My good friend Tom Gasko is the curator of the Vintage Vacuum Cleaner Museum in St. James, Missouri. Three years ago when the museum opened, I drove down to see it (not every day do you see 400-some vintage vacuum cleaners, all beautifully restored, arranged by decades in period-furnished rooms), and to install the museum’s central vacuum system. Tom has always known about my passion for all things central vacuum, and in the past has given me some very early (1910s) literature about central vacuum systems.
Well, last year Tom called me and said that an “Arco Wand” central vacuum had been donated to the Museum. The Arco Wand is one of the very earliest residential central vacuums, made from about 1910 into the 1920s. Never having seen one in person, I made plans to go down and pay Tom a visit as soon as possible.
Here’s the machine, in a picture provided by the donors before they removed it from their basement. The biggest thing on our minds was, “does it run?” I was aware of the hazards in applying power to something that’s nearly a century old, and probably hasn’t been used in decades. So, we dragged it outside – easier said than done, since it weighs a good 300 pounds. Plugging it in, it sparked and smoked, the motor slowly turning but never getting up to speed. After some investigation, I adjusted the carbon brushes, finally getting it to run. It had some rust holes that needed to be sealed, but ran just as well as it did 90 years ago. Here’s the result, captured for eternity on video (thank goodness for camera phones!):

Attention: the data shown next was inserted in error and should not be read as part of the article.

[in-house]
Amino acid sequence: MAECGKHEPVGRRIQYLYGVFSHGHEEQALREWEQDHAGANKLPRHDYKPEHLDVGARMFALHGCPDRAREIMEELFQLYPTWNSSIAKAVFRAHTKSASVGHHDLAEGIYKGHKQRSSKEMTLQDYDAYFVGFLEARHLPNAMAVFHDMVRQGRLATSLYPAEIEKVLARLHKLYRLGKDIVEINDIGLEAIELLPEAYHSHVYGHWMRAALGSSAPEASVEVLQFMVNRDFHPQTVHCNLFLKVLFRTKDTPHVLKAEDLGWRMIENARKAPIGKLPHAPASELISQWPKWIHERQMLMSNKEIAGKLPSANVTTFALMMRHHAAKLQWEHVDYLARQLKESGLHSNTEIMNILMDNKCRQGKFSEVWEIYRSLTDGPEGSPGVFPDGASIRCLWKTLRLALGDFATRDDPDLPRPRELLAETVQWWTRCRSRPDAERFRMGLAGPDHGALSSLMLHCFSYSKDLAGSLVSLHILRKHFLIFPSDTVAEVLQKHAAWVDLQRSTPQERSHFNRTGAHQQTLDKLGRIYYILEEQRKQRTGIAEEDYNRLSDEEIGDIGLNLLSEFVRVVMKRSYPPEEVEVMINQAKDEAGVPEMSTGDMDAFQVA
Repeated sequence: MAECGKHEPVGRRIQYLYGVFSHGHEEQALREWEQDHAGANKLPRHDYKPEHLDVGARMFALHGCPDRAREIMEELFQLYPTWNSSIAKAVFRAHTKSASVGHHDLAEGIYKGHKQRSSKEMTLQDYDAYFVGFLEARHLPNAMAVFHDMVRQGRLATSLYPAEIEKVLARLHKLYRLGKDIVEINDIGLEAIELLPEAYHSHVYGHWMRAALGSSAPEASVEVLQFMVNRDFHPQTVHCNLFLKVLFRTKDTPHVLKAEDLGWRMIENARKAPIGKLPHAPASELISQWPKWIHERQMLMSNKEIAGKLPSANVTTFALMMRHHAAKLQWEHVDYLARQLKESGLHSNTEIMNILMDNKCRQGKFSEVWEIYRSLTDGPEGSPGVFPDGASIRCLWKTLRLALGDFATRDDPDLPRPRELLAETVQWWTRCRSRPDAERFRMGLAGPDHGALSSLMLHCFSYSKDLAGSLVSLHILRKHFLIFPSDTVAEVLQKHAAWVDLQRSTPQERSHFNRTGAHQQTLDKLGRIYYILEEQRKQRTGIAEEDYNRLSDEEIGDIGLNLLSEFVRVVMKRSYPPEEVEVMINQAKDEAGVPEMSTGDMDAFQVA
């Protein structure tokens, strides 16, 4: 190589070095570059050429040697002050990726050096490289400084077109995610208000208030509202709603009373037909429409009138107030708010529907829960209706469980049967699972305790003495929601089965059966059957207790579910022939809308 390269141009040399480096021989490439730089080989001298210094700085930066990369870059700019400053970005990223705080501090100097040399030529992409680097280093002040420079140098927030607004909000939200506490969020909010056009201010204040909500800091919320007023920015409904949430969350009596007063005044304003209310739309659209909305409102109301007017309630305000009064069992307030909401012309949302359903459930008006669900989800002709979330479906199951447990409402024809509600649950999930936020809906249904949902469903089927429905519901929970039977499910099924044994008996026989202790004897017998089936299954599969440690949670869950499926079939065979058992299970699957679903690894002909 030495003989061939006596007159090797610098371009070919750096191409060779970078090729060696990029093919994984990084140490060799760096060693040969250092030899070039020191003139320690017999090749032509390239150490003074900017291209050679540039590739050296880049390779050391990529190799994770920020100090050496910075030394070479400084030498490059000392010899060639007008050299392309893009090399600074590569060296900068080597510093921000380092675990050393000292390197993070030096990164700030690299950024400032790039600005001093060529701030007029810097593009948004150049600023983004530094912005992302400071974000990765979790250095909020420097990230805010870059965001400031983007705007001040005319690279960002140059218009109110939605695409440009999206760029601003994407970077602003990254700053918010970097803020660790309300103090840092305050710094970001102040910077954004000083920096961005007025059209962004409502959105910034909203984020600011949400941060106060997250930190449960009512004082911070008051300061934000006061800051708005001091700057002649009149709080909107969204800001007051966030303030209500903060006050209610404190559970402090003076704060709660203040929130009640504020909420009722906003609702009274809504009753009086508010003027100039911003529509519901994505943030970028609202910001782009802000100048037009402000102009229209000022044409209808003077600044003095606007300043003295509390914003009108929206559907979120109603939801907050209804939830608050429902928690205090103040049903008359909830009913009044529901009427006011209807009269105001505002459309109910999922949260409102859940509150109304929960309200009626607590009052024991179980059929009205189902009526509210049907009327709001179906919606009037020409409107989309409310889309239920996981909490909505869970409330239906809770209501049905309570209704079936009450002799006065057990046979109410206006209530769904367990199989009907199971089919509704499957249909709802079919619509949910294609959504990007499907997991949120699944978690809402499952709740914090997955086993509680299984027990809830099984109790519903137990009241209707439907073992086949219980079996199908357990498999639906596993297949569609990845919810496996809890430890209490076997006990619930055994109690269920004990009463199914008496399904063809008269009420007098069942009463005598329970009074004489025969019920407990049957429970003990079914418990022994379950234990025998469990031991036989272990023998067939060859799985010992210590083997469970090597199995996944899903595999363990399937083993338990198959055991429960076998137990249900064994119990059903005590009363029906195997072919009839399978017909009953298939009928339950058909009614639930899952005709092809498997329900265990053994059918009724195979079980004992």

This system, with its positive displacement “Roots” blower, generates lots of waterlift, but low CFM. The system was designed to make optimal use of this – 3/4” hose and wands, narrow-slot attachments. While the suction feels weak by today’s standards, it was better than any portable vacuum at the time.
This Arco Wand now sits in the 1910s section of the Vacuum Museum, ready to be fired up for any curious visitor.